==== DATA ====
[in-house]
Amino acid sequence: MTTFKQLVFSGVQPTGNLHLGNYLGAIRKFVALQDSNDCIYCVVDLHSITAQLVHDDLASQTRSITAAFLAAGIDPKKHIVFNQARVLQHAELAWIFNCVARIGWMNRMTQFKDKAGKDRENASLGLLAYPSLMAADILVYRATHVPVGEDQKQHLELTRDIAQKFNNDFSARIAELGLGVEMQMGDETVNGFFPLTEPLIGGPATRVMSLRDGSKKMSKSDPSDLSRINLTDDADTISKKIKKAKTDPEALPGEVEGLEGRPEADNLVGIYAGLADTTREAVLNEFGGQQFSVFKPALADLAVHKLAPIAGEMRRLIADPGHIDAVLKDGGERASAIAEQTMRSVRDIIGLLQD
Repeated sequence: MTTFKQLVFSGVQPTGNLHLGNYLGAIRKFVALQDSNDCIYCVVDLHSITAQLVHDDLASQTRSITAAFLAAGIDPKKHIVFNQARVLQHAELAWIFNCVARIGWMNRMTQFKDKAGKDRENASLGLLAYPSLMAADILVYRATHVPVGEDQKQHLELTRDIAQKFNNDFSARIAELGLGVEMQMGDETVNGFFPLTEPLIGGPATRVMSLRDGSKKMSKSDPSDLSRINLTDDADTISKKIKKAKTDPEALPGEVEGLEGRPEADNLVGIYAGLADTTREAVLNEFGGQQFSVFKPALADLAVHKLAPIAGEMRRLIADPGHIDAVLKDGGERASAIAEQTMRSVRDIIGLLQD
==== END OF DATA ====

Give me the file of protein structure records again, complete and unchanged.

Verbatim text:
[in-house]
Amino acid sequence: MTTFKQLVFSGVQPTGNLHLGNYLGAIRKFVALQDSNDCIYCVVDLHSITAQLVHDDLASQTRSITAAFLAAGIDPKKHIVFNQARVLQHAELAWIFNCVARIGWMNRMTQFKDKAGKDRENASLGLLAYPSLMAADILVYRATHVPVGEDQKQHLELTRDIAQKFNNDFSARIAELGLGVEMQMGDETVNGFFPLTEPLIGGPATRVMSLRDGSKKMSKSDPSDLSRINLTDDADTISKKIKKAKTDPEALPGEVEGLEGRPEADNLVGIYAGLADTTREAVLNEFGGQQFSVFKPALADLAVHKLAPIAGEMRRLIADPGHIDAVLKDGGERASAIAEQTMRSVRDIIGLLQD
Repeated sequence: MTTFKQLVFSGVQPTGNLHLGNYLGAIRKFVALQDSNDCIYCVVDLHSITAQLVHDDLASQTRSITAAFLAAGIDPKKHIVFNQARVLQHAELAWIFNCVARIGWMNRMTQFKDKAGKDRENASLGLLAYPSLMAADILVYRATHVPVGEDQKQHLELTRDIAQKFNNDFSARIAELGLGVEMQMGDETVNGFFPLTEPLIGGPATRVMSLRDGSKKMSKSDPSDLSRINLTDDADTISKKIKKAKTDPEALPGEVEGLEGRPEADNLVGIYAGLADTTREAVLNEFGGQQFSVFKPALADLAVHKLAPIAGEMRRLIADPGHIDAVLKDGGERASAIAEQTMRSVRDIIGLLQD